Fenwick High School - Blackfriars Yearbook (Oak Park, IL) online yearbook collection, 1939 Edition, Page 1

1939

Fenwick High School - Blackfriars Yearbook (Oak Park, IL) online yearbook collection, 1940 Edition, Page 1

1940

Fenwick High School - Blackfriars Yearbook (Oak Park, IL) online yearbook collection, 1941 Edition, Page 1

1941

Fenwick High School - Blackfriars Yearbook (Oak Park, IL) online yearbook collection, 1943 Edition, Page 1

1943

Fenwick High School - Blackfriars Yearbook (Oak Park, IL) online yearbook collection, 1944 Edition, Page 1

1944

Fenwick High School - Blackfriars Yearbook (Oak Park, IL) online yearbook collection, 1946 Edition, Page 1

1946

1985 Edition, online yearbooks, online annuals 1970 Edition, online yearbooks, online annuals 1972 Edition, online yearbooks, online annuals 1965 Edition, online yearbooks, online annuals 1983 Edition, online yearbooks, online annuals 1983 Edition, online yearbooks, online annuals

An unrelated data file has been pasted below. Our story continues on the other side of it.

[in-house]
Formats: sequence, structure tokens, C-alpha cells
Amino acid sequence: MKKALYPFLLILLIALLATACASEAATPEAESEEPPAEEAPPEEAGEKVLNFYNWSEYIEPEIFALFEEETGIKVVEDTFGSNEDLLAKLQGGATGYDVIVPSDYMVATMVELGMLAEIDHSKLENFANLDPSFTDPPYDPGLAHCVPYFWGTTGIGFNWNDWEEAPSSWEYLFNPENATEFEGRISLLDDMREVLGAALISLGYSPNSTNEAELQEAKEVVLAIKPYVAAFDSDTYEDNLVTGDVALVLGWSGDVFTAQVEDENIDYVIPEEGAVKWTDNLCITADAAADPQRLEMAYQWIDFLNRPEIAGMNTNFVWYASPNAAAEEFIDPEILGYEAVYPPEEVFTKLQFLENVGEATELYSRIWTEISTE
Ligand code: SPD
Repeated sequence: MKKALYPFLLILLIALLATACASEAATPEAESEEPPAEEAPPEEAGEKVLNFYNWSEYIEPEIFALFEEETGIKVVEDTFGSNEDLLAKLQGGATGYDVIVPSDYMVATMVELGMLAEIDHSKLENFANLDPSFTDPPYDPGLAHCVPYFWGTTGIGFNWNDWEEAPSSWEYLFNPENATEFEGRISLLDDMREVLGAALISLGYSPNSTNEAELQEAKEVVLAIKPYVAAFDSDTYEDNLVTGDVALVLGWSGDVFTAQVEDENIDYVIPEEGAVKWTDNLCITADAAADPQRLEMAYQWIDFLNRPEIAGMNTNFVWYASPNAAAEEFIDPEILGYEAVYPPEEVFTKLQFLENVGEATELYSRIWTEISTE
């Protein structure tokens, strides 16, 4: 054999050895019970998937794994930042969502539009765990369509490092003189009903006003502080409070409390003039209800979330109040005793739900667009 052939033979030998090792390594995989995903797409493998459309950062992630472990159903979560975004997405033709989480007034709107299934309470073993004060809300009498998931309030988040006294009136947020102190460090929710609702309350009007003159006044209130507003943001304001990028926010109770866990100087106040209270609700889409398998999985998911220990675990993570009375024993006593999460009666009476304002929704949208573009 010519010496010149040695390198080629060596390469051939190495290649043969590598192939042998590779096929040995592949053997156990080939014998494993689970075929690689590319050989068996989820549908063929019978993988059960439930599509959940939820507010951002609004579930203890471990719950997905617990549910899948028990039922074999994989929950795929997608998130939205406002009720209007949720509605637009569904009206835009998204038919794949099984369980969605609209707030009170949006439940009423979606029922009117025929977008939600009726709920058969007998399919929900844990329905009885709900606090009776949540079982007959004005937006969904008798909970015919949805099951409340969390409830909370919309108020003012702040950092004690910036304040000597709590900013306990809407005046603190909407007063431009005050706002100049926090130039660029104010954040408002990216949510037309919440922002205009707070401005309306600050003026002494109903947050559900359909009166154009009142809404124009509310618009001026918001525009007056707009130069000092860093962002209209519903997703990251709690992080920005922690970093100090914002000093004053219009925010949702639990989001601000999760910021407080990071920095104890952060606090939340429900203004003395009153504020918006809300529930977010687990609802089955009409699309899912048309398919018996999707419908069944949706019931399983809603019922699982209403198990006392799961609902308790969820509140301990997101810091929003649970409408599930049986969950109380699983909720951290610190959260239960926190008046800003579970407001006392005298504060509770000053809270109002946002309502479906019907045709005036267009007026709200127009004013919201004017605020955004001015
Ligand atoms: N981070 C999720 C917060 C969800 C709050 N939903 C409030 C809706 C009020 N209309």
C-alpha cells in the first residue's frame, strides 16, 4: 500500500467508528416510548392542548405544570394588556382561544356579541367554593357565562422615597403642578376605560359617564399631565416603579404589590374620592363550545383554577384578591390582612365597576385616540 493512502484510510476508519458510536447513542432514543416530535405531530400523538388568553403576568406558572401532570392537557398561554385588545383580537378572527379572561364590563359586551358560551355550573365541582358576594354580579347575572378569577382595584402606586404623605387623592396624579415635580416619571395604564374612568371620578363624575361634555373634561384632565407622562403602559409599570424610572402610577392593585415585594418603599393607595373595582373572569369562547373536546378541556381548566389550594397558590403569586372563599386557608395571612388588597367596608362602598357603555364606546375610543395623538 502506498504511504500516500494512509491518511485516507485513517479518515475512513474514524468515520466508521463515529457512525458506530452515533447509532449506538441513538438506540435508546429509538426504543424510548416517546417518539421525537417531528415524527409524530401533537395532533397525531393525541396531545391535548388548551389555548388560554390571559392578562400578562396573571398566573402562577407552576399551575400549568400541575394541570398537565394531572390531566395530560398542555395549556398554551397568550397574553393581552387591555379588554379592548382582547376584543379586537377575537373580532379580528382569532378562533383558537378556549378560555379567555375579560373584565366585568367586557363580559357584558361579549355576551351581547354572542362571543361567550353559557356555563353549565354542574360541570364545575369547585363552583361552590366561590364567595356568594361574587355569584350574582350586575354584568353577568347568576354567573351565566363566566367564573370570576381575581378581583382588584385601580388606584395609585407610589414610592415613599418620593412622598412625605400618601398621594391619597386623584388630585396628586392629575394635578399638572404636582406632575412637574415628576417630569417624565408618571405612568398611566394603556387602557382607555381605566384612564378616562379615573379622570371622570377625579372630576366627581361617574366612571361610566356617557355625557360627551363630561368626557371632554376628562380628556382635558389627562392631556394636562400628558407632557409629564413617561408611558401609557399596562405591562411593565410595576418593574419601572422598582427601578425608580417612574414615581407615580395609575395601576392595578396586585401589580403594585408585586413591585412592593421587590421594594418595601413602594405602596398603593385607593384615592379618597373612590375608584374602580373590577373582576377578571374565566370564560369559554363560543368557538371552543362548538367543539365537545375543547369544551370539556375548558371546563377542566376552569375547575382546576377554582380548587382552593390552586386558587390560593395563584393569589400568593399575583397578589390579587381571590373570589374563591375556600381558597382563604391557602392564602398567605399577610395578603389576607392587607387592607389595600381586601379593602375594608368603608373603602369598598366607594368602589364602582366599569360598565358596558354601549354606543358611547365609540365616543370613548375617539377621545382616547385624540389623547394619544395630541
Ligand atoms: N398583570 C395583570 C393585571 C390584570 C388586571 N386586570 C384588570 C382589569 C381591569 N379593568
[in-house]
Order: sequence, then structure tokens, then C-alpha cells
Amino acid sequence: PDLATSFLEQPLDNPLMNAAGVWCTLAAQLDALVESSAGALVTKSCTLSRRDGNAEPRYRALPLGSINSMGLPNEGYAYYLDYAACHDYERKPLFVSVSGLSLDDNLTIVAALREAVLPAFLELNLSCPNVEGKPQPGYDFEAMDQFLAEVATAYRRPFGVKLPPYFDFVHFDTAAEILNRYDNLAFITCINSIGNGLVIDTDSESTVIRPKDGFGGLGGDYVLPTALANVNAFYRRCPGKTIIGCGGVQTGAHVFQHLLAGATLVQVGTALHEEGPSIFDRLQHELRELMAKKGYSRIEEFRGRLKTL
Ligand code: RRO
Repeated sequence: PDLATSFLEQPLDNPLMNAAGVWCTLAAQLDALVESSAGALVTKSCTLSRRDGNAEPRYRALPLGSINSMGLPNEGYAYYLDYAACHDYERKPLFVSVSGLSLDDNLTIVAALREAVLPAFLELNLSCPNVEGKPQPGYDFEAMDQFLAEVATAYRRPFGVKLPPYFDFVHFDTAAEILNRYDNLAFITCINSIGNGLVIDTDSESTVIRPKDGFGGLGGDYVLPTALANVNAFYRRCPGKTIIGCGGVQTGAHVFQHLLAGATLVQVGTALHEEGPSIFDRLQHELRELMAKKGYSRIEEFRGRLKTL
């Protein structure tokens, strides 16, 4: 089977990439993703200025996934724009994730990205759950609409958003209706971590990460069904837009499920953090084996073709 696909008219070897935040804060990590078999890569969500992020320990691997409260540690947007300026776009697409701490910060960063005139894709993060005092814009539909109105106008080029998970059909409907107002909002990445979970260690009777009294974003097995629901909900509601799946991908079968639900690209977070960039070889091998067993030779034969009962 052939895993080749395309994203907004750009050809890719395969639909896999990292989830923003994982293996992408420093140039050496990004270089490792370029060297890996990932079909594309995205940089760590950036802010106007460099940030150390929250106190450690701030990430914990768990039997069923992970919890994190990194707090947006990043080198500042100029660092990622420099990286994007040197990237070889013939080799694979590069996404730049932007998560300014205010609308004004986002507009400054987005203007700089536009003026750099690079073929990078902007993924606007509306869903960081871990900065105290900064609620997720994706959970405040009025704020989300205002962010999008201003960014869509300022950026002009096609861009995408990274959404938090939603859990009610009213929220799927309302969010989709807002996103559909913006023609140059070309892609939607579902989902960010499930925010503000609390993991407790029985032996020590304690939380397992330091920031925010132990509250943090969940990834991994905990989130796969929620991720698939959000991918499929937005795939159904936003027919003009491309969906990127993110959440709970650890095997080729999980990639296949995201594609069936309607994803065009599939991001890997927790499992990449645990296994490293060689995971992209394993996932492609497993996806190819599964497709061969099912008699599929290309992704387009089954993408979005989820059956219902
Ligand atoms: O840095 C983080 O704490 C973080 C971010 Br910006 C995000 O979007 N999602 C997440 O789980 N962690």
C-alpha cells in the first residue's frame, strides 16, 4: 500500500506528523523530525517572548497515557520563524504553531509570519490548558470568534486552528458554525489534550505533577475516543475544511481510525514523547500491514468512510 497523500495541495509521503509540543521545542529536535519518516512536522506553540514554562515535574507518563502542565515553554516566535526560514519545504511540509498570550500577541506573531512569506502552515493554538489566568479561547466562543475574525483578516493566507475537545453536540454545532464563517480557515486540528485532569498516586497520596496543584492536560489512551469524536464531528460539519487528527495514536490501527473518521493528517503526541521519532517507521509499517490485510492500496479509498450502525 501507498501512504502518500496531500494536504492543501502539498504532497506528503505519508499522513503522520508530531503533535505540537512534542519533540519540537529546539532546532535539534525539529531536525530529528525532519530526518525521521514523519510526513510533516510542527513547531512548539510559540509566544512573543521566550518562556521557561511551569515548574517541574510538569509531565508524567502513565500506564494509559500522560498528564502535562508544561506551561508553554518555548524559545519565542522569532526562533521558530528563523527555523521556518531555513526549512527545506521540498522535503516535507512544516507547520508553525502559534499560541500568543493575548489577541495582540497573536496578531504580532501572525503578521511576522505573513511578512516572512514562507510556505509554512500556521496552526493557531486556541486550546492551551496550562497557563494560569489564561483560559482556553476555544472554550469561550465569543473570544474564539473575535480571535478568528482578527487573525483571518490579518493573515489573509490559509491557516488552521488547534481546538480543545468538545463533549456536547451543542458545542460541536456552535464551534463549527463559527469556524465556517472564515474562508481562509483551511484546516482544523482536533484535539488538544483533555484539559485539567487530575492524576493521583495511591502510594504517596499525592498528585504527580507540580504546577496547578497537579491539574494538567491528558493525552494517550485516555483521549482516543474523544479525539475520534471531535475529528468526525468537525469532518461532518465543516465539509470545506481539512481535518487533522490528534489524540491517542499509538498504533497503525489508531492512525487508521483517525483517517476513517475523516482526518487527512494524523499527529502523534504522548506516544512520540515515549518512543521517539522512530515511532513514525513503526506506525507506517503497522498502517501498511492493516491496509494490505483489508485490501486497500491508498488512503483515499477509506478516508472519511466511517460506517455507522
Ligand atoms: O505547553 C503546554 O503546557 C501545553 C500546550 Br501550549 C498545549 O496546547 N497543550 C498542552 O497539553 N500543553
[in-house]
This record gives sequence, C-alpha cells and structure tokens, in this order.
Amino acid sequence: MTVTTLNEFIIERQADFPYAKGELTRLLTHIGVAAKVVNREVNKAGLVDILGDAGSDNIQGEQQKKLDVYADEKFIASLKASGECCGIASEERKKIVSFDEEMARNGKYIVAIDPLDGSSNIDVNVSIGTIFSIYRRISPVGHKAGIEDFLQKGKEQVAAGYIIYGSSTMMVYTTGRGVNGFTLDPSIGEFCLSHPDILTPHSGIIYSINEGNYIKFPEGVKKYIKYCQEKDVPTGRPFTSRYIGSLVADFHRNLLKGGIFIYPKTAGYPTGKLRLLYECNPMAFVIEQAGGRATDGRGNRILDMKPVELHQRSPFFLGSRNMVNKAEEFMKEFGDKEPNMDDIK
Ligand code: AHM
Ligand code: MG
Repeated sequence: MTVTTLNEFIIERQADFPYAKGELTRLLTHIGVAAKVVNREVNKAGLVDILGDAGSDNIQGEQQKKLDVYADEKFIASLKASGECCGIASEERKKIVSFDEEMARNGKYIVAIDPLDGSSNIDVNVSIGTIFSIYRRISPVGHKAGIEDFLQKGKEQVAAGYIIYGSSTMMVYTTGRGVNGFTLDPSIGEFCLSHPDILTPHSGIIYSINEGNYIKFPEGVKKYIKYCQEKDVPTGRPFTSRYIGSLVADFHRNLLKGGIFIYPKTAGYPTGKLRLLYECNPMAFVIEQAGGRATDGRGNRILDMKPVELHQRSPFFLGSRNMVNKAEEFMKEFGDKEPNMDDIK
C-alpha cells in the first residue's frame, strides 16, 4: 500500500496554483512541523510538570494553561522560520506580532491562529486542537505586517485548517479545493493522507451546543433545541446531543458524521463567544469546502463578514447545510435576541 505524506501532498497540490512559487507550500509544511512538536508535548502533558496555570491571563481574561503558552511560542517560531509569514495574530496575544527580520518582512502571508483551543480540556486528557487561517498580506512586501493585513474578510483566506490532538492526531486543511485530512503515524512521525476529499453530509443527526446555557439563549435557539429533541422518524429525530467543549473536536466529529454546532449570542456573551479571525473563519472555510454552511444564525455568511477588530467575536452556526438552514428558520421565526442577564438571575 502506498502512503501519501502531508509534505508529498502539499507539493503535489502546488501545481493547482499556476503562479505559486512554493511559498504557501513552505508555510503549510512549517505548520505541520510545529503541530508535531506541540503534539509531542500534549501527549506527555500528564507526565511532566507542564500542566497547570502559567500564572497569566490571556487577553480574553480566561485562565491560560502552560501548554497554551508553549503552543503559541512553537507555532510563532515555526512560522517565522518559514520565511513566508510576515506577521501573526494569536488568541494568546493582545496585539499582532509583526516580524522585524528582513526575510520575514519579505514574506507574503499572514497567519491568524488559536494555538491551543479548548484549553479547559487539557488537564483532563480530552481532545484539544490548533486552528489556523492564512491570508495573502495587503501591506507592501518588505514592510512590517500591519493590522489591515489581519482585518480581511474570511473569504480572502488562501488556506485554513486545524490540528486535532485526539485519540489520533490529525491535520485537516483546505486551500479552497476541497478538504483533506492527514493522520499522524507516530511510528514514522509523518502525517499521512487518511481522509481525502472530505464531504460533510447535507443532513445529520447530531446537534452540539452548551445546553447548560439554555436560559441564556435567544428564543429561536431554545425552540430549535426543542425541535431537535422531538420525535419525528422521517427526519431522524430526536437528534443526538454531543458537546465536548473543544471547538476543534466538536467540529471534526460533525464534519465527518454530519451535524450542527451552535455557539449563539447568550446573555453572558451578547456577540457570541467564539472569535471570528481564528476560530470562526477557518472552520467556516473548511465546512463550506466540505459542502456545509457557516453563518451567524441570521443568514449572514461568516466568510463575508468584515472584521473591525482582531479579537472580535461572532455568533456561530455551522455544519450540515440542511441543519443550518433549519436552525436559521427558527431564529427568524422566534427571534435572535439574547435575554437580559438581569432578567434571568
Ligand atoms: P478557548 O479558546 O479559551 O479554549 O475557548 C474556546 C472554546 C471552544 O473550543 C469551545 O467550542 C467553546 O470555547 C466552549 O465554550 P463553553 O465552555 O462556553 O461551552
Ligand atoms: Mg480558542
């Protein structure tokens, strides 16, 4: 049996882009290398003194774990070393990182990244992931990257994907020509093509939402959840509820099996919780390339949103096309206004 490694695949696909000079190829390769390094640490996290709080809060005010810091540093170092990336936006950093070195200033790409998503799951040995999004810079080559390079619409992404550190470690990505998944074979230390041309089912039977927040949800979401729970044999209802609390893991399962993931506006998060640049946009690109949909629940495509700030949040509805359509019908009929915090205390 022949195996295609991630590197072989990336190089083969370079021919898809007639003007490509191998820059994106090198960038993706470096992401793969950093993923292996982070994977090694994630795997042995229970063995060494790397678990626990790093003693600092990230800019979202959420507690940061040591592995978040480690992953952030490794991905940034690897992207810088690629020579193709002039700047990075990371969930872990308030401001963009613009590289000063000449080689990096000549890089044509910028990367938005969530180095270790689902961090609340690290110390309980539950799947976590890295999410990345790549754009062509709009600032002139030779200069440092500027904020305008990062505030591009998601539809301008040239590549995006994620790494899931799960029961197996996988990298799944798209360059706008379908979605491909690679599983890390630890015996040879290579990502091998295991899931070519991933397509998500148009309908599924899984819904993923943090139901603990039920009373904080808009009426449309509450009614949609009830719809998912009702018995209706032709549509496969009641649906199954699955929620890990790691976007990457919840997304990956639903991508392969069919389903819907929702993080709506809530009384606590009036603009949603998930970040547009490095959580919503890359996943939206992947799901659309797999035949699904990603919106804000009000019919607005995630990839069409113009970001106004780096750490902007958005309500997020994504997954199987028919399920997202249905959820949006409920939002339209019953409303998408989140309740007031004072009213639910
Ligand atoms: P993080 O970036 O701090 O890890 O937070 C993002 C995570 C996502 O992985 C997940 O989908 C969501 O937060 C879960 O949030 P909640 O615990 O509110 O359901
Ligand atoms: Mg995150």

FIND FRIENDS AND CLASMATES GENEALOGY ARCHIVE REUNION PLANNING
Are you trying to find old school friends, old classmates, fellow servicemen or shipmates? Do you want to see past girlfriends or boyfriends? Relive homecoming, prom, graduation, and other moments on campus captured in yearbook pictures. Revisit your fraternity or sorority and see familiar places. See members of old school clubs and relive old times. Start your search today! Looking for old family members and relatives? Do you want to find pictures of parents or grandparents when they were in school? Want to find out what hairstyle was popular in the 1920s? E-Yearbook.com has a wealth of genealogy information spanning over a century for many schools with full text search. Use our online Genealogy Resource to uncover history quickly! Are you planning a reunion and need assistance? E-Yearbook.com can help you with scanning and providing access to yearbook images for promotional materials and activities. We can provide you with an electronic version of your yearbook that can assist you with reunion planning. E-Yearbook.com will also publish the yearbook images online for people to share and enjoy.